u,r F d \ H * wa s taken to the hospital afier the ac
cident, and there he was stricken with pneumonia,
which was caused by his condition. In a six day
bicycle race held in San Francisco he obtained
second honors. He was also seen In a number of
short races, some of which he won. He was twen
ty-flve years old. and was born In Sweden. He
lived in Brooklyn.
Harris & Nixon, of No. 13 West Twentj-sventh
st., who have branch establishments In Washing
ton, Newport and Providence, keep in atoclc the best
London, West End, harness and saddlery. Riding
saddles for women and men with the newest pat
ents are offered at low prices.
Van Tassell & Kearney, of Nos. 130 and 133 East
Thlrteenth-st.. and No. 123 to 129 East Twelrth
st.. display in their repository carriages of the
highest grade and most fashionable designs.
Broughams, omnibuses, victorias, station wagons
wagonettes and traps are included in one of the
largest stocks of vehicles to be seen Id thla city.
Brookwell, of No. 27 West Thlrtietb-st.. who re
cently appeared in the harness field, is making &
success of his business. Since his opening last
April he has been doing a fine trade and at present
is working overtime to fill orders.
San Francisco. Dec. 22 (Special).— "Tod" Sloan
made application to-day to the San Francisco
Jockey Club, which controls the Tanforan track,
for a license to ride, and the club granted It. as ho
was able to produce a license from the New- York
Jockey Club. Should the New- York club now ra
voke his license "Tod" would be out In the cold,
but if this club takes no action then he will begin
riding in a few dr>ys. As it stands now it looks as
though Sloan will ride on any American track If he
does not apply for a license on English tracks.
From The London Chronicle.
Lord Salisbury, by exchanging the Foreign Sec
retaryship for the office of Lord Privy Seal, gains
quite a number of steps in that fearful and won
' derful thing kno.vn as sorial precedence. After the
Eovfreian and princes of the blood come, tirst the
.\rchblshon of Canterbury, rext the Lord Chan
cellor, ana then, in order, the ArchDlshop of Xork,
Lord rnanrellor of Ireland. Lord High Treasurer.
Lord President of the Privy Council. Lord Privy
Seal. Lord High Constable. Earl Marshal. Lord
High Admiral. Lord Steward of Her Majesty's
Household ar.l Lord Chamberlain of Her Majesty's
Household. These are all superior to mere dukes,
however ancient their titles may be. and dukes, of
course, dominate everybody else, both peers an'l
commoners. Even a Knight of the Garter. It he
has no other title, i units below a baron's eldest
son. and the Chancellor of the Exchequer, who
may be eatd to have taken the place of the Lord
High Treasurer, has to walk behind the Master of
, the Horse.
If Handkerchiefs. °
Lace Handkerchiefs, Embroidered Handkerchiefs.
- •.
Novelties in Paris Neckwear.
Lace Scarfs, Stocks and Collars.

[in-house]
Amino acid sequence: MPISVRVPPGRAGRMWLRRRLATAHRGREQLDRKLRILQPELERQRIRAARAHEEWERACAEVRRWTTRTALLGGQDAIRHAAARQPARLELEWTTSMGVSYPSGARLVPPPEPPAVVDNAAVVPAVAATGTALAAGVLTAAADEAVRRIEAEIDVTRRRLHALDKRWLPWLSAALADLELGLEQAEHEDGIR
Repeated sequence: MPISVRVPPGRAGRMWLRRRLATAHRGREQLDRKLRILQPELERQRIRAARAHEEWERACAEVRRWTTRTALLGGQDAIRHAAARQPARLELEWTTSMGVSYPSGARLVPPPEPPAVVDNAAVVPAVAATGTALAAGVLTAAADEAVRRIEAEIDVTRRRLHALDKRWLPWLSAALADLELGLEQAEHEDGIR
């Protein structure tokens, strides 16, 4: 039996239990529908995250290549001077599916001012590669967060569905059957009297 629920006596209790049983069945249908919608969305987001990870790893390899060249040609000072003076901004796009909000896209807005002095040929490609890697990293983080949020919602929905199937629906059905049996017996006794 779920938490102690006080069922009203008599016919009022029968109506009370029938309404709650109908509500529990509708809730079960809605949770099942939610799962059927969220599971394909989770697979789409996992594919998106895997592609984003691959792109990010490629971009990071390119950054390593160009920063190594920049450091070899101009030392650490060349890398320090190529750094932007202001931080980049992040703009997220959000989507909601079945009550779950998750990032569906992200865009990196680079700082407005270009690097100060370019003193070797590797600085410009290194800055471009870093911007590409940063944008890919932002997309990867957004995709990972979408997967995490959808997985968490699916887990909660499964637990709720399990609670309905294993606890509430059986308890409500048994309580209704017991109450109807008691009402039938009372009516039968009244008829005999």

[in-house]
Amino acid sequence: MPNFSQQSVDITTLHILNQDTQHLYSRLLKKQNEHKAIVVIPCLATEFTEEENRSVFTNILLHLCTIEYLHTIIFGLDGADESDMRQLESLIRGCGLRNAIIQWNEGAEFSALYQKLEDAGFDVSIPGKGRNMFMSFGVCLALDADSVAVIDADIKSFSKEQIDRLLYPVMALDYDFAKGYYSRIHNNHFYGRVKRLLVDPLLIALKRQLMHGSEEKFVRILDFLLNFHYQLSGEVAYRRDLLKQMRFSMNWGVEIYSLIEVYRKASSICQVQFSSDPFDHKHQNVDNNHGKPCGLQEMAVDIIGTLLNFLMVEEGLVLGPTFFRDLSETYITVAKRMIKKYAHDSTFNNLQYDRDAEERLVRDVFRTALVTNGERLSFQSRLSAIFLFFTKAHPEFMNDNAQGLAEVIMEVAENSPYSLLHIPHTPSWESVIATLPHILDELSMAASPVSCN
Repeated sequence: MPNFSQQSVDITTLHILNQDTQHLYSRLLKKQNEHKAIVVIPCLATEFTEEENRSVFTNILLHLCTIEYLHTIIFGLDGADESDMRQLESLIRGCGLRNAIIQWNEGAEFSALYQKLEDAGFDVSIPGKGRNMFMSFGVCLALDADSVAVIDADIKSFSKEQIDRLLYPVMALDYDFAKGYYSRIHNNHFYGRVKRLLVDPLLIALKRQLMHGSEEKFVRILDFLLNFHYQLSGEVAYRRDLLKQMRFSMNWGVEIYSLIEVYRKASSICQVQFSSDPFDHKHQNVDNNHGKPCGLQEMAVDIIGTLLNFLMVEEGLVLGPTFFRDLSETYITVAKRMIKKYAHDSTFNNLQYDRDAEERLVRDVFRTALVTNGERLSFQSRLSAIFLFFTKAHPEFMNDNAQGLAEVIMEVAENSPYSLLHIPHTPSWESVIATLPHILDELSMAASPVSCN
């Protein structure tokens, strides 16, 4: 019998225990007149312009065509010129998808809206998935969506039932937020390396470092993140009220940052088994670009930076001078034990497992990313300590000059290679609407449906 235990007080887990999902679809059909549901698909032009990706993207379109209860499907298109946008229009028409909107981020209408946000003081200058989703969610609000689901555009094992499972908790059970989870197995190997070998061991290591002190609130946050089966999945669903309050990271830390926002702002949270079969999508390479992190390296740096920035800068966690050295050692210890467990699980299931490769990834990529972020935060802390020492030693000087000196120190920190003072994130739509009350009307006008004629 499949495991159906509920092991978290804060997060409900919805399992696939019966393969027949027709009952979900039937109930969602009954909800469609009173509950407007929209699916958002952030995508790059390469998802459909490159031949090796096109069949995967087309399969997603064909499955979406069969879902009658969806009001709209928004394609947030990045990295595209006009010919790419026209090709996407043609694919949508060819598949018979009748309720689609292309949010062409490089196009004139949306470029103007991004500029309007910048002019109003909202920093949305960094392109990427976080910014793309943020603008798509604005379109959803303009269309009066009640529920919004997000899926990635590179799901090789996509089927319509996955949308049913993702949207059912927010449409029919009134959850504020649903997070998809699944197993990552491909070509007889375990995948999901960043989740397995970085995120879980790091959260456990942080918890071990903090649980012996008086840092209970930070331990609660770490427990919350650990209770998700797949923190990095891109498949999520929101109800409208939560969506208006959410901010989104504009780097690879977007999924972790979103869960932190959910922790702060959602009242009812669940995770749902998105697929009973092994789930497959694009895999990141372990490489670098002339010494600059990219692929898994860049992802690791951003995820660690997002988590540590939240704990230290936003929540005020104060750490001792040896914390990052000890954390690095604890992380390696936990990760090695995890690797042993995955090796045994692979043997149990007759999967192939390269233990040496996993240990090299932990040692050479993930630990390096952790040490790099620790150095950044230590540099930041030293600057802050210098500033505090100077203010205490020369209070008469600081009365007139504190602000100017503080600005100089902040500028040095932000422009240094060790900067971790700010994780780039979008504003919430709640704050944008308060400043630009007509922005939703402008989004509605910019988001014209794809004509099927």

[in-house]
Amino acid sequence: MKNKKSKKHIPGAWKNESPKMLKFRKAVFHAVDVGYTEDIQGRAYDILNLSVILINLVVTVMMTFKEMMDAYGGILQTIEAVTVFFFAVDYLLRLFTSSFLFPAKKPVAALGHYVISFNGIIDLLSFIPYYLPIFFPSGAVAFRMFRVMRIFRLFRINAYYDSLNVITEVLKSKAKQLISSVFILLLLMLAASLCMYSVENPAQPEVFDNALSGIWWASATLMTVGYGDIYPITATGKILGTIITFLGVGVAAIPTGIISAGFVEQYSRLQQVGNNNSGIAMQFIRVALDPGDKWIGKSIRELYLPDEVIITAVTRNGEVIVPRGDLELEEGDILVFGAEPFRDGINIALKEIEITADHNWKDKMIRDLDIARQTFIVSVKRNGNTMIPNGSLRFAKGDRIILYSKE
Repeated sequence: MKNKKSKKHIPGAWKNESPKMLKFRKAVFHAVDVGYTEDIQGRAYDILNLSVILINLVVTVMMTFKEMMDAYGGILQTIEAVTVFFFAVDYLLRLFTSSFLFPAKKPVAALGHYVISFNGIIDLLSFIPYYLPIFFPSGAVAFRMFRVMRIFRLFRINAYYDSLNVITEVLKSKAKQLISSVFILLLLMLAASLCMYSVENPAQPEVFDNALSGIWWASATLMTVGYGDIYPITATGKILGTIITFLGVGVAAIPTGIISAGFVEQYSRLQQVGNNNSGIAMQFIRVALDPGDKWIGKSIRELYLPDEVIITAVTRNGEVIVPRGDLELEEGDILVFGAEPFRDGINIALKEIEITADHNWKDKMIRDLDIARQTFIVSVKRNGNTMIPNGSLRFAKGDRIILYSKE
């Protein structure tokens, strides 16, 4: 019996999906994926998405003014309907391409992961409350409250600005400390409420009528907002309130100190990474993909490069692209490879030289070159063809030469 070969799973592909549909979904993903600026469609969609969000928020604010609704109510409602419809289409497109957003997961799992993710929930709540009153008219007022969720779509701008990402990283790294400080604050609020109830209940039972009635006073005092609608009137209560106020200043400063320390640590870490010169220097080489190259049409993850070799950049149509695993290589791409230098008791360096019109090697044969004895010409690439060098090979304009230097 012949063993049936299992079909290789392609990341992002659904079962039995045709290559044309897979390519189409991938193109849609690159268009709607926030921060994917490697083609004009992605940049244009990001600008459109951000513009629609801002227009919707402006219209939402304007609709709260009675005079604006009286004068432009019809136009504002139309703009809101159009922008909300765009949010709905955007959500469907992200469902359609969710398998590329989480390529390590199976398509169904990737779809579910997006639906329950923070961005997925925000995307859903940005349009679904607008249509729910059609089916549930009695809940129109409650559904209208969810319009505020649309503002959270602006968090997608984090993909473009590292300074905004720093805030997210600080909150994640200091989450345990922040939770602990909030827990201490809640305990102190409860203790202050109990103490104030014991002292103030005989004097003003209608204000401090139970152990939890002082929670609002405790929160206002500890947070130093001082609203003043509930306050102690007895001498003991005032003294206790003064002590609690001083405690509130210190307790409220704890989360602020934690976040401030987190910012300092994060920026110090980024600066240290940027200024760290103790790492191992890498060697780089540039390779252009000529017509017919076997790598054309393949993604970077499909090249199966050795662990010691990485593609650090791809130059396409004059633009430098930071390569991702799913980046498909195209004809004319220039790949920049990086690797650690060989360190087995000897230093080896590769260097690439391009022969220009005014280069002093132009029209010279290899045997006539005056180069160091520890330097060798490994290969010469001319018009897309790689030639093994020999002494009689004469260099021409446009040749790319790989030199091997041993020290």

Boleros with Metal Effects.
Gold and Silver Metal Cloths.
Feather Boas.
Schcabwau 06 \()k> Stxeel
New-York City has grown so big that the old
days have passed away when everybody in town
knew everybody else, or at least knew who
everybody was. The Tribune undertakes to
say that there are many of its readers in this
year of grace who have never even heard of
some of the men who are nominated below for
the next Mayoralty. On the other hand, one Is
prepared to guarantee that almost every one of
the more than three hundred persons who have
been suggested for the Mayoralty in The Trib
une's canvass is a man of considerable conse
quence and ability, and the vast majority of
them are quite capable of filling the Mayor's
chair with success.
Some good reasons exist why each one of the
candidates should prove acceptable to the com
munity at large. Let us have free discussion
with regard no all of them.
The Tribune's example is contagious. In Co
lumbus. Ohio, "The Evening Dispatch." an in
dependent paper of large circulation, has begun
to take the sense of the people of that city on
its own Mayoralty by popular ballot.
All name* are n'ovr omitted from the pah
lished list except those for which at least
5 ballots have been cast and those -which
appear in the canvas* for the first time. A
complete record trill be kept, however, and
all names f**ill' be gazetted as soon a* they
have received 5 ballots. >
-. . DECEMBER 21.
Tbe following table shoe's the results of the,
balloting so far: ; • ¦• . .
mm .gl M « ?
... ,>;as-. .... . iy§ .. -.-¦... ; t - t ¦ :¦» -fg-
g- Sg, ¦¦..- ..gT.-.-Ss- .
Adler. Cbas. 5... 7 tjLane.F. B- — »
All«n. Edwd. W. — SUngdon, W....... 14 U
Allen J 8*aj... .; ;— • - M Lamo.it, Daniel S. a . J
Altmin. B*nj.... 5 if Lamoat. Daniel a. 15 J
Anderson j.F..}r. 26 Lau:«rbach, Edw. 5 13
Appl "on. it Ross 15 ¦ 1 1 Levy. Jefferson M 102 : • ; I
AsDlnaJl, Jos.-.:- 199 . 3lLockman,- Wax. ¦•••—«
& wn7 Col. Alex. — 2 Love. S«th. . . „ . ". .2.372' 1.503
Baraet. M..:; — 8* Liyman. E. M — 11
Barber. Marshall. 6 — McCaU. John A.. — *
Barnes E. F.... 7 — McCarren. P. H... — oi>
Bidwell Gee. R-. 10 .. 9!3lcCarroll.- Win... .«i 15
Blanctiani J. A- 9$ 24 , MiClintock. T. U. — 10
mis' C S..*:. -S7- 61 MeCooli, Anson G. 179 13<i
Block. Philip — S McKelwajr. St. C. 66 S3
Bowers. Geo. P.. . « — , McJ.esscn ? John. . . 11 7